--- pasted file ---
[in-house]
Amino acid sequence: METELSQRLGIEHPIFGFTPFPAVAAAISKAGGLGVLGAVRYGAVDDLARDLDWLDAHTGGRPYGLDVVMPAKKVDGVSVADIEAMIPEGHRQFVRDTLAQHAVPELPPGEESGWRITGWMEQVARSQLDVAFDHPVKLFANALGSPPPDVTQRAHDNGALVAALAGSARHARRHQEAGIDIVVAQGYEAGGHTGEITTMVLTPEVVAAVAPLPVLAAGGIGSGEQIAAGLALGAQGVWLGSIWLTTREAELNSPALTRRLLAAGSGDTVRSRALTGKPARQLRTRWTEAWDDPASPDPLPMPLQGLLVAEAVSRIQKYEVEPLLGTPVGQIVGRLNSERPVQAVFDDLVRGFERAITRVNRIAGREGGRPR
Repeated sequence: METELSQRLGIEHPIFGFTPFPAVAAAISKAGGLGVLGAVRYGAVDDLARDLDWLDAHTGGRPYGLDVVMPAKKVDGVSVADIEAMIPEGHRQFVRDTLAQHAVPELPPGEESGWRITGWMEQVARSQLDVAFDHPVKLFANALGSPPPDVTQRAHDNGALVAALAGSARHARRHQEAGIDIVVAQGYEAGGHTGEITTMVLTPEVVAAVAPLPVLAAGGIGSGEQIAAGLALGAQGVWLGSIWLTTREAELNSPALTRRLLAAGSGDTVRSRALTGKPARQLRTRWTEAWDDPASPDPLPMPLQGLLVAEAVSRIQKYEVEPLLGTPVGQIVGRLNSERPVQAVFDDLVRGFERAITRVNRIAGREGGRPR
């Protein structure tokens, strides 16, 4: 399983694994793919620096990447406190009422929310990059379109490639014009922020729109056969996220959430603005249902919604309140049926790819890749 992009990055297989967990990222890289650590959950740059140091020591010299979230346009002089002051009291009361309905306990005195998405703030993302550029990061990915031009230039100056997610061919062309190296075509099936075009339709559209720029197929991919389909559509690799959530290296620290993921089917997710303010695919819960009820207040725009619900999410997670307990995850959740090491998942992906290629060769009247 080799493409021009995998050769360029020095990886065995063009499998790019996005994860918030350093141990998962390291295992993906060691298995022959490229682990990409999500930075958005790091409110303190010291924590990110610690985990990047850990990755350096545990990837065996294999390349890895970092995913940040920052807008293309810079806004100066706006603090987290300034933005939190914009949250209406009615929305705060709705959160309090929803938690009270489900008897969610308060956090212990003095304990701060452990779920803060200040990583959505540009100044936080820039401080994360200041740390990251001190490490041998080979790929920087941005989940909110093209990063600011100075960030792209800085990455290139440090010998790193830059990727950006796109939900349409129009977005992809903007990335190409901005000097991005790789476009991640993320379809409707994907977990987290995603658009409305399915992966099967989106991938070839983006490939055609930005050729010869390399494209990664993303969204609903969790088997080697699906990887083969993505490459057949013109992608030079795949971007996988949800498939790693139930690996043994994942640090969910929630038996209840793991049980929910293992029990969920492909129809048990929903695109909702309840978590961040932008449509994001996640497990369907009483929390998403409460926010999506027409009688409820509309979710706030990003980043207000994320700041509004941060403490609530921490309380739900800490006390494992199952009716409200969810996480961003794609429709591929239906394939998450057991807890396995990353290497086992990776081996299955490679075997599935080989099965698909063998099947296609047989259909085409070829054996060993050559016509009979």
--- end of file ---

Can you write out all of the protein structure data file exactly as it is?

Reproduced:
[in-house]
Amino acid sequence: METELSQRLGIEHPIFGFTPFPAVAAAISKAGGLGVLGAVRYGAVDDLARDLDWLDAHTGGRPYGLDVVMPAKKVDGVSVADIEAMIPEGHRQFVRDTLAQHAVPELPPGEESGWRITGWMEQVARSQLDVAFDHPVKLFANALGSPPPDVTQRAHDNGALVAALAGSARHARRHQEAGIDIVVAQGYEAGGHTGEITTMVLTPEVVAAVAPLPVLAAGGIGSGEQIAAGLALGAQGVWLGSIWLTTREAELNSPALTRRLLAAGSGDTVRSRALTGKPARQLRTRWTEAWDDPASPDPLPMPLQGLLVAEAVSRIQKYEVEPLLGTPVGQIVGRLNSERPVQAVFDDLVRGFERAITRVNRIAGREGGRPR
Repeated sequence: METELSQRLGIEHPIFGFTPFPAVAAAISKAGGLGVLGAVRYGAVDDLARDLDWLDAHTGGRPYGLDVVMPAKKVDGVSVADIEAMIPEGHRQFVRDTLAQHAVPELPPGEESGWRITGWMEQVARSQLDVAFDHPVKLFANALGSPPPDVTQRAHDNGALVAALAGSARHARRHQEAGIDIVVAQGYEAGGHTGEITTMVLTPEVVAAVAPLPVLAAGGIGSGEQIAAGLALGAQGVWLGSIWLTTREAELNSPALTRRLLAAGSGDTVRSRALTGKPARQLRTRWTEAWDDPASPDPLPMPLQGLLVAEAVSRIQKYEVEPLLGTPVGQIVGRLNSERPVQAVFDDLVRGFERAITRVNRIAGREGGRPR
């Protein structure tokens, strides 16, 4: 399983694994793919620096990447406190009422929310990059379109490639014009922020729109056969996220959430603005249902919604309140049926790819890749 992009990055297989967990990222890289650590959950740059140091020591010299979230346009002089002051009291009361309905306990005195998405703030993302550029990061990915031009230039100056997610061919062309190296075509099936075009339709559209720029197929991919389909559509690799959530290296620290993921089917997710303010695919819960009820207040725009619900999410997670307990995850959740090491998942992906290629060769009247 080799493409021009995998050769360029020095990886065995063009499998790019996005994860918030350093141990998962390291295992993906060691298995022959490229682990990409999500930075958005790091409110303190010291924590990110610690985990990047850990990755350096545990990837065996294999390349890895970092995913940040920052807008293309810079806004100066706006603090987290300034933005939190914009949250209406009615929305705060709705959160309090929803938690009270489900008897969610308060956090212990003095304990701060452990779920803060200040990583959505540009100044936080820039401080994360200041740390990251001190490490041998080979790929920087941005989940909110093209990063600011100075960030792209800085990455290139440090010998790193830059990727950006796109939900349409129009977005992809903007990335190409901005000097991005790789476009991640993320379809409707994907977990987290995603658009409305399915992966099967989106991938070839983006490939055609930005050729010869390399494209990664993303969204609903969790088997080697699906990887083969993505490459057949013109992608030079795949971007996988949800498939790693139930690996043994994942640090969910929630038996209840793991049980929910293992029990969920492909129809048990929903695109909702309840978590961040932008449509994001996640497990369907009483929390998403409460926010999506027409009688409820509309979710706030990003980043207000994320700041509004941060403490609530921490309380739900800490006390494992199952009716409200969810996480961003794609429709591929239906394939998450057991807890396995990353290497086992990776081996299955490679075997599935080989099965698909063998099947296609047989259909085409070829054996060993050559016509009979």